Followers of Cato's Constitutional Studies department know that my colleague Bob Levy and I have a respectful disagreement over the constitutionality of recently revealed NSA surveillance practices. Consider this the latest installment in that discussion....
In an earlier Cato@Liberty post, Bob finds it “ominous” that the NSA might be “monitoring the content of wholly domestic calls.” But he adds, “When communications from and to a US person in the US are monitored, that’s domestic surveillance, no matter whether the party on the other end is inside or outside of the US (original emphasis).”
I have to disagree. Perhaps Bob thinks that the monitoring of international calls, as we would normally call them (one party outside the United States), is also ominous, because he next says, “Since Bush believes that warrantless domestic surveillance is permissible regardless of FISA’s contrary provisions, we shouldn’t be surprised if the NSA has much more data (including content) than USA Today has uncovered.”
This focus on domestic/nondomestic, pressed by the Bush critics, comes from the language of FISA—and points to yet another problem with the statute. After all, the calls we want most to monitor are those that go to and come from al-Qaeda sleeper-cells in the United States. Insofar as FISA burdens that “domestic” surveillance, it frustrates the very purpose of surveillance.
In Nov. 2002, the FISA Court of Review cut through that distinction when it spoke of the president’s “inherent authority to conduct warrantless searches [leaving it open whether inside or outside the United States] to obtain foreign intelligence information,” adding that the “appropriate distinction” to be drawn in balancing the government’s interest against individual privacy interests is between “ordinary crimes and foreign intelligence crimes.” Unlike with the former, where punishment and deterrence are the main purposes, the government’s concern with foreign intelligence crimes, the court said, “is overwhelmingly to stop or frustrate the immediate criminal activity.” It can hardly do that effectively if it has to run to court for a warrant at every turn—nor did the court hold that it had to since that issue was not before the court.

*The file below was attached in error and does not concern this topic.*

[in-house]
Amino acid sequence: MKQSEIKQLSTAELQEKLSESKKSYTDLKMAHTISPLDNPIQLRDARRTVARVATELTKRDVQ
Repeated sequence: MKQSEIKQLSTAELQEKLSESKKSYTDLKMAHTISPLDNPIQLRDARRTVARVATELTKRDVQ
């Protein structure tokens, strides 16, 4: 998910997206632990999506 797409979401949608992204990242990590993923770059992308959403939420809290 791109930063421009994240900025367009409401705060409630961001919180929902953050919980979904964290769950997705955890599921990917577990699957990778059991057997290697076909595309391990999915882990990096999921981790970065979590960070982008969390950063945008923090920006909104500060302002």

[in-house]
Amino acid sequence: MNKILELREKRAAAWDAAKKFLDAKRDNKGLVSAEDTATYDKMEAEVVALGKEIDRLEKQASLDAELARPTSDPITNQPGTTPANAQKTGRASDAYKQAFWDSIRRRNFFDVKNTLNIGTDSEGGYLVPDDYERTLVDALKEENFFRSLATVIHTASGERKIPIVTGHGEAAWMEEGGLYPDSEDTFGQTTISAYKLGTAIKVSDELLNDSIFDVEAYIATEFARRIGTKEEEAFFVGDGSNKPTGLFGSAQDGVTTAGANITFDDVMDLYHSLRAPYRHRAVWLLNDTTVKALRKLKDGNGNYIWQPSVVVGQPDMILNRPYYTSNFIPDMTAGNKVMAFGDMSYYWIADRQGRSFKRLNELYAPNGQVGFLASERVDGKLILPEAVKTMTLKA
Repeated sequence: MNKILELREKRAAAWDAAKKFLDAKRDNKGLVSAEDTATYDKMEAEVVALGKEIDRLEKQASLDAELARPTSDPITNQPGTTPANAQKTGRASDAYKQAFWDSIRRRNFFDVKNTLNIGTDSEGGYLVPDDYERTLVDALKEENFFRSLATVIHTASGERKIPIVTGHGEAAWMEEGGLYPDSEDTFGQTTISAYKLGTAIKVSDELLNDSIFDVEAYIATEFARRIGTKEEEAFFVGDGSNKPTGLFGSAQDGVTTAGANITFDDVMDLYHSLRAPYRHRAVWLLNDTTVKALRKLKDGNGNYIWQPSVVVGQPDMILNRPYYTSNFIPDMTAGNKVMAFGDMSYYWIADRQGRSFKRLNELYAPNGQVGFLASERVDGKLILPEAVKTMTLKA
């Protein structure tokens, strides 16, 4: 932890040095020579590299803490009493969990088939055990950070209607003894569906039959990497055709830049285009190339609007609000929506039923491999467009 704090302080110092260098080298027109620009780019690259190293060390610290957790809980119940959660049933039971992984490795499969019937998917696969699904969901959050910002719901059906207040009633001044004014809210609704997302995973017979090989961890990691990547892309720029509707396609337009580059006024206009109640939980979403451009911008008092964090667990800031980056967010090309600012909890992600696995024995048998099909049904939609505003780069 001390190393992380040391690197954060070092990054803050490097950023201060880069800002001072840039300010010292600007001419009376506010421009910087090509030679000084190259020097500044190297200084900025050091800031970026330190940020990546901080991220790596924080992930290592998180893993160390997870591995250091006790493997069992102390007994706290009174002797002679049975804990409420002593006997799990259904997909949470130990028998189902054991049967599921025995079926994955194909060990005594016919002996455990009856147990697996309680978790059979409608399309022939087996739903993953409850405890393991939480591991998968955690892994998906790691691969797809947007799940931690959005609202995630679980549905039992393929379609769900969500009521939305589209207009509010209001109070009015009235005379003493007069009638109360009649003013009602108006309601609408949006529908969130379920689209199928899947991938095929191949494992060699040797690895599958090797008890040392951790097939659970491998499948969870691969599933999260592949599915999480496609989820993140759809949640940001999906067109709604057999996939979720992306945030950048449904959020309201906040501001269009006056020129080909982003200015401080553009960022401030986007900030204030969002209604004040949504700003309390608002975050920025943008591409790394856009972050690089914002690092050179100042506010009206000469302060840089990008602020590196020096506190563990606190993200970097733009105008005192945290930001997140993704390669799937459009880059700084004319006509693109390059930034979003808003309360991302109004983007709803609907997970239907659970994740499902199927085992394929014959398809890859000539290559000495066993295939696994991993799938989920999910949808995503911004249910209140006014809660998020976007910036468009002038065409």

The deeper issue with FISA, however, is the constitutional separation-of-powers question: whether Congress has the authority to restrict an inherent power of the president. How can Congress, by mere statute, restrict an inherent power of a co-equal branch of government that has been exercised, with no objection, by every president since George Washington? Congress, by mere statute, can no more restrict the inherent power of a president—or a court, or a state, for that matter—than it can restrict the constitutional rights of an individual. If a line is to be drawn between the power of the president and the rights of the people, it is for the courts to do it. And if the courts will not or cannot do so (because of standing or other such problems), then the matter is ultimately political, not legal.